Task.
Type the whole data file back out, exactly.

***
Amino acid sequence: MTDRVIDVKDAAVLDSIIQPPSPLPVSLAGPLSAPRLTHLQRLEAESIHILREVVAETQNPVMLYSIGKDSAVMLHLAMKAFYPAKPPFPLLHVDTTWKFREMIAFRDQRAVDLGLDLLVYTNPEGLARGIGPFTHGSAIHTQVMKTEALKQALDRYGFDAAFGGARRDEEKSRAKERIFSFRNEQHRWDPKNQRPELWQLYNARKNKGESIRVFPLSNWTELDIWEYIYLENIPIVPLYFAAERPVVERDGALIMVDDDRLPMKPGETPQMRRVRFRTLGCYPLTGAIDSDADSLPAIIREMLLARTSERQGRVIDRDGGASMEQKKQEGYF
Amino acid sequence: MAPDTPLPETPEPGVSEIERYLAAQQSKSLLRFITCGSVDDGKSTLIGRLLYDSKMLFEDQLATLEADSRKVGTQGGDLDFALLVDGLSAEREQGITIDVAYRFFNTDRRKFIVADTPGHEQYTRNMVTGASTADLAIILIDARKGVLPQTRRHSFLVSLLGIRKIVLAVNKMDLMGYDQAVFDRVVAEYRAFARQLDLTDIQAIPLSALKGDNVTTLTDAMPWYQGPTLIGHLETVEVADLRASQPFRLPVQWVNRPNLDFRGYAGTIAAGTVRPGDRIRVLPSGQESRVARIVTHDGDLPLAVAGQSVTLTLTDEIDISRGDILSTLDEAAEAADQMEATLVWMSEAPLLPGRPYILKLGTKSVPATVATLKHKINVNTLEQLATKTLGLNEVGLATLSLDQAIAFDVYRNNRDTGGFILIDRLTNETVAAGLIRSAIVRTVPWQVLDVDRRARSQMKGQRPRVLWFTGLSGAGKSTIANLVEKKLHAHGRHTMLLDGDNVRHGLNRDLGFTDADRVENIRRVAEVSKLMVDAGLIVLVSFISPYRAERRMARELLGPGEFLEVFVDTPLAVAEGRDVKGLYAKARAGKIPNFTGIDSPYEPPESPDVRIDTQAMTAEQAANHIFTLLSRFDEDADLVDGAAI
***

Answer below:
Amino acid sequence: MTDRVIDVKDAAVLDSIIQPPSPLPVSLAGPLSAPRLTHLQRLEAESIHILREVVAETQNPVMLYSIGKDSAVMLHLAMKAFYPAKPPFPLLHVDTTWKFREMIAFRDQRAVDLGLDLLVYTNPEGLARGIGPFTHGSAIHTQVMKTEALKQALDRYGFDAAFGGARRDEEKSRAKERIFSFRNEQHRWDPKNQRPELWQLYNARKNKGESIRVFPLSNWTELDIWEYIYLENIPIVPLYFAAERPVVERDGALIMVDDDRLPMKPGETPQMRRVRFRTLGCYPLTGAIDSDADSLPAIIREMLLARTSERQGRVIDRDGGASMEQKKQEGYF
Amino acid sequence: MAPDTPLPETPEPGVSEIERYLAAQQSKSLLRFITCGSVDDGKSTLIGRLLYDSKMLFEDQLATLEADSRKVGTQGGDLDFALLVDGLSAEREQGITIDVAYRFFNTDRRKFIVADTPGHEQYTRNMVTGASTADLAIILIDARKGVLPQTRRHSFLVSLLGIRKIVLAVNKMDLMGYDQAVFDRVVAEYRAFARQLDLTDIQAIPLSALKGDNVTTLTDAMPWYQGPTLIGHLETVEVADLRASQPFRLPVQWVNRPNLDFRGYAGTIAAGTVRPGDRIRVLPSGQESRVARIVTHDGDLPLAVAGQSVTLTLTDEIDISRGDILSTLDEAAEAADQMEATLVWMSEAPLLPGRPYILKLGTKSVPATVATLKHKINVNTLEQLATKTLGLNEVGLATLSLDQAIAFDVYRNNRDTGGFILIDRLTNETVAAGLIRSAIVRTVPWQVLDVDRRARSQMKGQRPRVLWFTGLSGAGKSTIANLVEKKLHAHGRHTMLLDGDNVRHGLNRDLGFTDADRVENIRRVAEVSKLMVDAGLIVLVSFISPYRAERRMARELLGPGEFLEVFVDTPLAVAEGRDVKGLYAKARAGKIPNFTGIDSPYEPPESPDVRIDTQAMTAEQAANHIFTLLSRFDEDADLVDGAAI